Last summer, we reported that the U.S. Supreme Court granted Good News Community Church’s (Church) petition for a writ of certiorari to review the decision of the U.S. Court of Appeals for the Ninth Circuit in Reed v. Town of Gilbert, No. 11-15555 (9th Cir. 2013). The case involves a sign ordinance in the Town of Gilbert that the Church alleges violates its right to free speech.  The Supreme Court heard argument in Reed on Monday, January 12, 2015 and a transcript from the hearing is available here.

Although the justices did not consider a Religious Land Use and Institutionalized Persons Act claim, or a specific “religious speech” issue, the Court’s decision will likely have a large impact on how local governments approach sign regulation.  Professor Daniel R. Mandelker[i] of Washington University School of Law, observes,

The case is critical to sign regulation as it applies to land use law, as it deals with the standard of judicial review and should provide direction on how local governments can include exceptions in sign ordinances.

The Church alleged that the ordinance makes impermissible content-based distinctions between “Temporary Directional Signs, Ideological Signs, and Political Signs.”   The Church, which does not have a permanent place of worship, would regularly place signs within the Town indicating the location of its next service.  The Town deemed the signs as “Temporary Directional Signs” which, according to the ordinance, could be erected for less than 24 hours and must be limited in size.  The Church complained that ideological and political signs were granted more favorable treatment.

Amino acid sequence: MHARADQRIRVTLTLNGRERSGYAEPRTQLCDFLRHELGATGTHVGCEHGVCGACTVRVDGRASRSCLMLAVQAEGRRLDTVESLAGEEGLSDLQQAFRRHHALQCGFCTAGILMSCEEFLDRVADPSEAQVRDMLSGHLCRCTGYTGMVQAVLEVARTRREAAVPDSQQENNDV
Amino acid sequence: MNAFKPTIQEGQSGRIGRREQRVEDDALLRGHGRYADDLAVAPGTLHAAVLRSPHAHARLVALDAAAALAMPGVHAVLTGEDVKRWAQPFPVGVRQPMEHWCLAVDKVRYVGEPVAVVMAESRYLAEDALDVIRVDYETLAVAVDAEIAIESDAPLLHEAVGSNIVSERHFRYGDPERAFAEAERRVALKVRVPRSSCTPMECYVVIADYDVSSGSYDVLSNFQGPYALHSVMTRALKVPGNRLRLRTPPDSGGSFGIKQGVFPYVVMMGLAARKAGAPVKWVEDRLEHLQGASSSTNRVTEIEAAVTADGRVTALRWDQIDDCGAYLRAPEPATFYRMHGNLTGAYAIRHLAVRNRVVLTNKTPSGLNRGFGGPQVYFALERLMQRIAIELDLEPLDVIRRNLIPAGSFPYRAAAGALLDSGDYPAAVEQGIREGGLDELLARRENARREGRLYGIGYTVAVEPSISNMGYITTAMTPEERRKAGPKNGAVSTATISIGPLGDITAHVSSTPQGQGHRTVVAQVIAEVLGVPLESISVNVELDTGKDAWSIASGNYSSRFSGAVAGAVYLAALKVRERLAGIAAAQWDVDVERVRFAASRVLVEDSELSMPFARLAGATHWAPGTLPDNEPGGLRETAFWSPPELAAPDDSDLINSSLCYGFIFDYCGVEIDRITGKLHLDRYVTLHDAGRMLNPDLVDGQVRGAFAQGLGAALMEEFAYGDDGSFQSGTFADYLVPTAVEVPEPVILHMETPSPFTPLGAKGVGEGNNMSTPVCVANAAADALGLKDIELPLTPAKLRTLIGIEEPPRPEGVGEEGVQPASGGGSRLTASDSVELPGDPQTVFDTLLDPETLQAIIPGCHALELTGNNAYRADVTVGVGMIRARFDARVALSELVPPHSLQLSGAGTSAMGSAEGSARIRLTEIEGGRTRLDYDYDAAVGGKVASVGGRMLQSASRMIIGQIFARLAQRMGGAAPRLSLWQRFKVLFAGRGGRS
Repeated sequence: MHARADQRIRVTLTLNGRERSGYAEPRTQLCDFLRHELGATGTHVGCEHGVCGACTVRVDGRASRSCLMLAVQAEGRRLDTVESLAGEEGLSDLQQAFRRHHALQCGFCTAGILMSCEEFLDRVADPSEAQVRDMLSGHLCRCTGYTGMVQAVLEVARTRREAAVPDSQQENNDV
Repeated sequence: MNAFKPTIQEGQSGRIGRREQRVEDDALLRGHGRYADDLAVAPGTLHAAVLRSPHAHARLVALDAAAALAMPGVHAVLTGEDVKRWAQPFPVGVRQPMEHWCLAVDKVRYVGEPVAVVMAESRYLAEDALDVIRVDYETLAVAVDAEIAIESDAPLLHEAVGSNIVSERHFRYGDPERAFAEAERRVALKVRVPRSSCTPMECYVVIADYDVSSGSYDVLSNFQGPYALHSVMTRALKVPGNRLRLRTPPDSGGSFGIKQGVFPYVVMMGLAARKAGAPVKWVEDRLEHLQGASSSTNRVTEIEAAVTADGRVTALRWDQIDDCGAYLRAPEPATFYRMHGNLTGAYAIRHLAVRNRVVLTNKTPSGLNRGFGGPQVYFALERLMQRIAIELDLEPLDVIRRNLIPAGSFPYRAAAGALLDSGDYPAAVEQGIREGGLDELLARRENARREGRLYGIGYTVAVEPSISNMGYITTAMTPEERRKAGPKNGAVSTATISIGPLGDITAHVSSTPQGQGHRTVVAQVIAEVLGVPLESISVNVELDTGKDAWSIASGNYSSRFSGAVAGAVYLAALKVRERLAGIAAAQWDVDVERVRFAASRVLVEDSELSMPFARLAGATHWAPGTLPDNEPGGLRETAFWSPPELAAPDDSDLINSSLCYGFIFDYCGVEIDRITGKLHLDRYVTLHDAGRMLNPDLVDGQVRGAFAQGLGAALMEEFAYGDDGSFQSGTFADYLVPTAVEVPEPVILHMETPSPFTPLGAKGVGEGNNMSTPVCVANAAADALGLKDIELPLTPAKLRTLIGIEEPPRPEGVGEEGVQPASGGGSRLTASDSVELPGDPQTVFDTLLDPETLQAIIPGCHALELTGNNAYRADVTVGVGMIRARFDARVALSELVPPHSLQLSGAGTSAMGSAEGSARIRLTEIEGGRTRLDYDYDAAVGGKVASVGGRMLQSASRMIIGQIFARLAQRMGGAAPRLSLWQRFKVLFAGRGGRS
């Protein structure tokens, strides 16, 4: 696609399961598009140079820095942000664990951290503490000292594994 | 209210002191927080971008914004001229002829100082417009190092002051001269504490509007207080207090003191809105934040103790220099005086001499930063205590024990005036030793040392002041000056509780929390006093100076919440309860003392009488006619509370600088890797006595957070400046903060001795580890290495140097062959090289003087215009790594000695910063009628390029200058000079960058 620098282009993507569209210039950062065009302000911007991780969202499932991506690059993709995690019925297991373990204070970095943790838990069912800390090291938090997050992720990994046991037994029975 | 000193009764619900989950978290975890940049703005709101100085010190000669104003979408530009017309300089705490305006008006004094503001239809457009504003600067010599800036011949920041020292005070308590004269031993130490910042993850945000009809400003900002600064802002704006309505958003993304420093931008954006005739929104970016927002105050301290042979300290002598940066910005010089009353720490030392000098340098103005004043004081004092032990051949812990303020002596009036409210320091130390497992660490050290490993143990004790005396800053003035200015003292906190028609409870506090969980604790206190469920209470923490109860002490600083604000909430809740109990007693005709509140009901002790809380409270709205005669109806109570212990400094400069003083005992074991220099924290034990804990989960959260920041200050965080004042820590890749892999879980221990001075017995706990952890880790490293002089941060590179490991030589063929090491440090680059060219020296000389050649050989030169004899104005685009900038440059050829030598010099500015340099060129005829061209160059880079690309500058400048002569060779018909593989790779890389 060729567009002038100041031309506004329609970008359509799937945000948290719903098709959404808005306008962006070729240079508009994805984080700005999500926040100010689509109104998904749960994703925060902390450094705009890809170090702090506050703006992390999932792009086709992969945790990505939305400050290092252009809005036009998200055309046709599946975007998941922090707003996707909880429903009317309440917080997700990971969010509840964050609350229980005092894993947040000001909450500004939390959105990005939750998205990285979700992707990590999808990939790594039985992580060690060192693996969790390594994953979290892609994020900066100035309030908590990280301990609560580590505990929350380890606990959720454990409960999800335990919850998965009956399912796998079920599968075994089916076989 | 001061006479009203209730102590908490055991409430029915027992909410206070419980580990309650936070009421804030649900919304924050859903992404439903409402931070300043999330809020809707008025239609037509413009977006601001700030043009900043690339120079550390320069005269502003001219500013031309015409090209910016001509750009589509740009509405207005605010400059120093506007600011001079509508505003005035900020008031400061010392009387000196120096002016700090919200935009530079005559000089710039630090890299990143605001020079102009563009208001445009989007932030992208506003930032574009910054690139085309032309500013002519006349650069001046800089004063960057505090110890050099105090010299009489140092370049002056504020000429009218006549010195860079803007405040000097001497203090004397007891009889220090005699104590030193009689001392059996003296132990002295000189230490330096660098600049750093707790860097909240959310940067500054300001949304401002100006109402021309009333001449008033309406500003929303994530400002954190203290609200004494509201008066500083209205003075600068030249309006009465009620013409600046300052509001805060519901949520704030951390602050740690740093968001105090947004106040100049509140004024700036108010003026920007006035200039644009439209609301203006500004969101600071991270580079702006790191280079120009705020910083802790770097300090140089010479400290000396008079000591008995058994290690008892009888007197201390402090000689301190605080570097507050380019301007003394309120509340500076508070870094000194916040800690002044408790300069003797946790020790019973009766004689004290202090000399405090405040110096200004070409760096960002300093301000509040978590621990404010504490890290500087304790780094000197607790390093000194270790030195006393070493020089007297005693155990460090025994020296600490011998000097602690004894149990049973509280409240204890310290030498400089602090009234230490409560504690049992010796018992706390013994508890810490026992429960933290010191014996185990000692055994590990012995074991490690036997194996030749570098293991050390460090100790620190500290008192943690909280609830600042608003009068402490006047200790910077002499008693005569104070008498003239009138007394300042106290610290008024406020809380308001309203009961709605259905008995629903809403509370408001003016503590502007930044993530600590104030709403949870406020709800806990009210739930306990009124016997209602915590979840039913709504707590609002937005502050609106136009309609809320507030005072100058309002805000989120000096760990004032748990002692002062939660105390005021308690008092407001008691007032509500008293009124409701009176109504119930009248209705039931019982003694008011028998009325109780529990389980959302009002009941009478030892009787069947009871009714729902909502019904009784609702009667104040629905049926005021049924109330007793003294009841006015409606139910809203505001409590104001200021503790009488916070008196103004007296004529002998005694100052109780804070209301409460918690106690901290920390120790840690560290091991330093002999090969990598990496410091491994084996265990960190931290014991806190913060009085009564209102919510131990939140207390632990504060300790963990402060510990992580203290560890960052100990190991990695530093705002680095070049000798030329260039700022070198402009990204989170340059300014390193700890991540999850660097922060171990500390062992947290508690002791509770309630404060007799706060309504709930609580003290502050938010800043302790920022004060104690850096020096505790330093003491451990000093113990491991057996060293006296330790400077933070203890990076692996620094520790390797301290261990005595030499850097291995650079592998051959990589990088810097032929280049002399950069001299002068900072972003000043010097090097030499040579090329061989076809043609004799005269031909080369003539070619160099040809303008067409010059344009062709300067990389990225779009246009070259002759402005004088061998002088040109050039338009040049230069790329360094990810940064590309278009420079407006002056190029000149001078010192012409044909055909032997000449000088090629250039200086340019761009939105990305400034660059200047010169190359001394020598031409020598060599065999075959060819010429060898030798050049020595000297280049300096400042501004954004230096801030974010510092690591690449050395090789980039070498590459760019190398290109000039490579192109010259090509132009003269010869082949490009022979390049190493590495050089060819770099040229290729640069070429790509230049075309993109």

The Ninth Circuit concluded that the sign ordinance, including the distinction between sign types, was content-neutral for purposes of free speech. The court held that the “restrictions are based on objective factors… and do not otherwise consider the substance of the sign. . . .”

At Monday’s hearing, the Church’s attorney David Cortman argued that the Town’s ordinance “discriminates on its face by treating certain signs differently based solely on what they say.” Cortman immediately compared the regulation of the Church’s signs to political signs.  “For example,” argued Cortman, “political signs may be 32 square feet, may be unlimited in number, and may be placed in the right-of-way of the entire town for five months before the election; but the church’s signs can only be one-fifth of that size, only placed in the dark of night, the night before the church service.”

The Church argued that all temporary, private signs must be treated in the same manner.  Justice Kennedy examined the potential result of the Church’s view:  “I guess you see the concern, if an affluent person wants to celebrate a birthday, he can put ‘Happy birthday, Uncle Fred’ as many places as a political sign, and for as long. . . .   ‘Happy birthday, Uncle Fred can have as many signs and for as long as the political campaign.”  “I think—I think that is right,” Cortman responded.

Next, Eric Feigin provided the United States’ position as amicus curiae.  The United States supports neither party, but agrees with the Church that Gilbert’s sign ordinance is unconstitutional.  The United States’ argument focused on the level of judicial review appropriate in the sign-regulation context.  Feigin argued that “a context-specific intermediate scrutiny approach should apply in evaluating speech-permissive exceptions to a sign ordinance where those exceptions are based on the same longstanding traditional rationales that justify the sign ordinance as a whole.”  In other words, application of strict scrutiny to municipal ordinances that increase opportunities for speech (allowing signs that do not interfere with public health or safety) would have an adverse impact on free speech.  Strict judicial review without some degree of deference may, for example, cause municipalities to place a blanket (content-neutral) restriction on more signage than it would have otherwise.